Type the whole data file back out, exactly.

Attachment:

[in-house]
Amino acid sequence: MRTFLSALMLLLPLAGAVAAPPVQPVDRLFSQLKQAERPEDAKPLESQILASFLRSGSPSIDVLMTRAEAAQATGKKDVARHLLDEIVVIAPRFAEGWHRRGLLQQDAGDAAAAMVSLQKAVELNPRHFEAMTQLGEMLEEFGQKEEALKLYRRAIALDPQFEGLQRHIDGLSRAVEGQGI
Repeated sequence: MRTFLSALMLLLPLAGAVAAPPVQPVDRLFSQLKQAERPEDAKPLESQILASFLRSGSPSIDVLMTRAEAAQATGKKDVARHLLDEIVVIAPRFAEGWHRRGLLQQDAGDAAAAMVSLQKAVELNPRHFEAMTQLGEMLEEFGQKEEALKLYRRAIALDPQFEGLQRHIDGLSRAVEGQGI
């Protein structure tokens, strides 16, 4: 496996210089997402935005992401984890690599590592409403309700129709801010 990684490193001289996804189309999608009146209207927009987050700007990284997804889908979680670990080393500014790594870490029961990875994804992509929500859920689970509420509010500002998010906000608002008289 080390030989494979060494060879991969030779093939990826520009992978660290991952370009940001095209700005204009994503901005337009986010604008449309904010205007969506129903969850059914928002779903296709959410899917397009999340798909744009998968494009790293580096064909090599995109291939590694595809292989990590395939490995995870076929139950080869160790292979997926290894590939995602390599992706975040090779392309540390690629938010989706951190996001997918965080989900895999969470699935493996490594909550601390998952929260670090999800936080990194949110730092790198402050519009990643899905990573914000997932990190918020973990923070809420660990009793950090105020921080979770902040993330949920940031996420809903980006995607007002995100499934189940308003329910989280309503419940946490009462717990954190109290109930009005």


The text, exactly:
[in-house]
Amino acid sequence: MRTFLSALMLLLPLAGAVAAPPVQPVDRLFSQLKQAERPEDAKPLESQILASFLRSGSPSIDVLMTRAEAAQATGKKDVARHLLDEIVVIAPRFAEGWHRRGLLQQDAGDAAAAMVSLQKAVELNPRHFEAMTQLGEMLEEFGQKEEALKLYRRAIALDPQFEGLQRHIDGLSRAVEGQGI
Repeated sequence: MRTFLSALMLLLPLAGAVAAPPVQPVDRLFSQLKQAERPEDAKPLESQILASFLRSGSPSIDVLMTRAEAAQATGKKDVARHLLDEIVVIAPRFAEGWHRRGLLQQDAGDAAAAMVSLQKAVELNPRHFEAMTQLGEMLEEFGQKEEALKLYRRAIALDPQFEGLQRHIDGLSRAVEGQGI
């Protein structure tokens, strides 16, 4: 496996210089997402935005992401984890690599590592409403309700129709801010 990684490193001289996804189309999608009146209207927009987050700007990284997804889908979680670990080393500014790594870490029961990875994804992509929500859920689970509420509010500002998010906000608002008289 080390030989494979060494060879991969030779093939990826520009992978660290991952370009940001095209700005204009994503901005337009986010604008449309904010205007969506129903969850059914928002779903296709959410899917397009999340798909744009998968494009790293580096064909090599995109291939590694595809292989990590395939490995995870076929139950080869160790292979997926290894590939995602390599992706975040090779392309540390690629938010989706951190996001997918965080989900895999969470699935493996490594909550601390998952929260670090999800936080990194949110730092790198402050519009990643899905990573914000997932990190918020973990923070809420660990009793950090105020921080979770902040993330949920940031996420809903980006995607007002995100499934189940308003329910989280309503419940946490009462717990954190109290109930009005």